Preventing free-riding

By: Céline Heijnen and Riet Martens

After completing their education, students often get jobs in which the ability to cooperate effectively is an important skill. For this reason, we regularly give students the opportunity to cooperate on group assignments during their course of study. The aim of group assignments is for students to actively solve an issue (related to professional practice) while taking shared responsibility for the process. A major part of this involves exchanging and compiling knowledge to find solutions. “Free-riding” behaviour is occasionally detected in group assignments. This involves students who show little commitment, who do less work than others and who fail to fulfil agreements at the expense of the group product and of the group process. If the final product is subject to a group assessment, this gives free riders an undeserved “advantage”.

While free-riding behaviour among students is prohibited, individuals may occasionally lack intrinsic motivation, or it may be that extra-curricular activities are taking up too much of their time. In such cases, students will want to gain credits for purely “material” reasons. Free-riding behaviour can be viewed as a form of plagiarism. Accordingly, you should report any cases that you encounter to the examination board. A better course of action, however, is to prevent it from occurring in the first place. You can minimize the likelihood while the assignment is still in the design stage.

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Avoid large groups: the risk of free-riding in a group of eight students is greater than in a group of three individuals.

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Make sure that the amount of work required is adequate. If a project involving six participants can actually be completed by just two individuals then there is an increased risk of free-riding. Accordingly, ensure that an assignment can only be completed if all members of the group contribute.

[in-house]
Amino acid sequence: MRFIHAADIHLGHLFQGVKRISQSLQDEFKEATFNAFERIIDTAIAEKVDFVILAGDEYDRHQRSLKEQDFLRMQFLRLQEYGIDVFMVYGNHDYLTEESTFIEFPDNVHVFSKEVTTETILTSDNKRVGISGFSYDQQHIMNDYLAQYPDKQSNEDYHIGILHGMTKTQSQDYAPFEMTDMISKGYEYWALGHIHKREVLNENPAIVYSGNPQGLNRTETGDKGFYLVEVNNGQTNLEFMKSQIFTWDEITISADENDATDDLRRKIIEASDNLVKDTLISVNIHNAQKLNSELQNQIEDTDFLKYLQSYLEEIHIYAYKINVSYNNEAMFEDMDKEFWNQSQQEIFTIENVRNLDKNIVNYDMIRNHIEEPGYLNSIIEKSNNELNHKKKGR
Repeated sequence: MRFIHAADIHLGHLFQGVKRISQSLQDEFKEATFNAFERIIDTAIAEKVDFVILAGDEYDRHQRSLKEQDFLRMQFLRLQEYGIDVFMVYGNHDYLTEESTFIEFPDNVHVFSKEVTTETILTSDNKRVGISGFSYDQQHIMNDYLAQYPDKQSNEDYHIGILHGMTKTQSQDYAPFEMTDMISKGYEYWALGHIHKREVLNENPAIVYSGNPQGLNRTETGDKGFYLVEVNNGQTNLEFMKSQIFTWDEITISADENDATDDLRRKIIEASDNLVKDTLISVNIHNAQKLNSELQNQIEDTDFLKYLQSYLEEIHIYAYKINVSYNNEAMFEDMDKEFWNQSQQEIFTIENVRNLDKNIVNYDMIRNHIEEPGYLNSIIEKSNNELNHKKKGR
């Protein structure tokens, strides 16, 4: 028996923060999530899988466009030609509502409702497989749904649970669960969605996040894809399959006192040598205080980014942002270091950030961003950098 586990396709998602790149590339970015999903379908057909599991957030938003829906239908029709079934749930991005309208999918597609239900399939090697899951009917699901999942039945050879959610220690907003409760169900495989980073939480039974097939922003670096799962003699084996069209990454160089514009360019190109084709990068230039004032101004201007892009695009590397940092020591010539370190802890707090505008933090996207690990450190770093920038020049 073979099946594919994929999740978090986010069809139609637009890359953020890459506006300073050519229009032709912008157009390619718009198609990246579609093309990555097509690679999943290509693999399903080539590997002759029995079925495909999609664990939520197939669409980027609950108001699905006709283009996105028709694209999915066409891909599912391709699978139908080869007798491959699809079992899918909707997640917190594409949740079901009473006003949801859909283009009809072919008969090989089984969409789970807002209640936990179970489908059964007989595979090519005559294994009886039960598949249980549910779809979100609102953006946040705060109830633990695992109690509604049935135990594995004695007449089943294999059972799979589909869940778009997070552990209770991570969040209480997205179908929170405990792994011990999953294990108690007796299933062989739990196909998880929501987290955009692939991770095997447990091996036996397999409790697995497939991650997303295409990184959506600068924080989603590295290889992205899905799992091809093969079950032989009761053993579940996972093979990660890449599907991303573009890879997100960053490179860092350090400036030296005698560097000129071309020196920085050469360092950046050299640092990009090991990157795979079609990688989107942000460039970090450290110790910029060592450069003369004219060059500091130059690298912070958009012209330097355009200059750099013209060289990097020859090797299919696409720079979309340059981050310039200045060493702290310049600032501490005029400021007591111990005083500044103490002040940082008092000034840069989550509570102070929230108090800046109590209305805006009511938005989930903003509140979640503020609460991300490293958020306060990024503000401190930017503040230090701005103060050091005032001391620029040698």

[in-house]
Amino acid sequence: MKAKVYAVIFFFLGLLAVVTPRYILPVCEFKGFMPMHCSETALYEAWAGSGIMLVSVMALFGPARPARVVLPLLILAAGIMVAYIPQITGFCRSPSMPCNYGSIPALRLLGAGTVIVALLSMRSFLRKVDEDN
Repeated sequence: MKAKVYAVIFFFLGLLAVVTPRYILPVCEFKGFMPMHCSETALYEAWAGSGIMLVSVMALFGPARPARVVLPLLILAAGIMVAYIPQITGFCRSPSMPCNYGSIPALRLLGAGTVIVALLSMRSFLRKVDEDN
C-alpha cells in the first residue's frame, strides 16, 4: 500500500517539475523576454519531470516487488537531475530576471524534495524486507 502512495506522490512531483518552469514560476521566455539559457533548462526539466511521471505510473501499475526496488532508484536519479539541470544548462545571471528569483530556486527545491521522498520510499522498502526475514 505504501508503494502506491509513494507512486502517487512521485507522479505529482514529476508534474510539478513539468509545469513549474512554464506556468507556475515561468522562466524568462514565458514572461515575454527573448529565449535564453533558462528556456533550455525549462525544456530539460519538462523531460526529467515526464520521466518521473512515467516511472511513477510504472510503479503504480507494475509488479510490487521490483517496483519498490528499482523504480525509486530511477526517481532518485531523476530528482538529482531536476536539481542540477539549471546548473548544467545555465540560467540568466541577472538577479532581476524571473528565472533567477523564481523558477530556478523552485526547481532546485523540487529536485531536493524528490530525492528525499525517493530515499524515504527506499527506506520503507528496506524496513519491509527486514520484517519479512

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Ask the group to produce a clear plan and to document the division of labour. Get the students to prepare a professional plan, including a plan of action, intermediate results, deadlines, and an indication of who is responsible for what (the group is collectively responsible for the assignment as a whole, but individual students may be given primary responsibility for specific areas). In the first year, you can make suggestions about how tasks can be divided between group members, and indicate the interim results that you expect.

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Get the groups to use a virtual office for the purposes of the assignment. This can be done partly in Blackboard, or through Google docs. As a supervisor, you can monitor progress here, including details of who adds what contributions, and when.

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In the context of supervision, try to ask active questions. Rather than addressing every question to the group as a whole, switch to individuals from time to time. This will enable you, as a supervisor, to check that everyone understands the assignment.

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During the process, ask the students to assess one another on certain aspects, such as the contributions made by each individual to the process (peer review). Discuss the outcomes of the supervisory sessions. You can also discuss individual contributions on the basis of a schedule drawn up by the students themselves.

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Individual performances should also be tested. In parallel with a project assignment, you can also set a small test to check that the students have studied their subject matter.

Sources:

- Kinkhorst, G. (2001). Tien tips om meeliften te voorkomen (Ten tips to prevent free-riding). In: HBO-Journaal, November, 34-35

- Heijnen: Free riding

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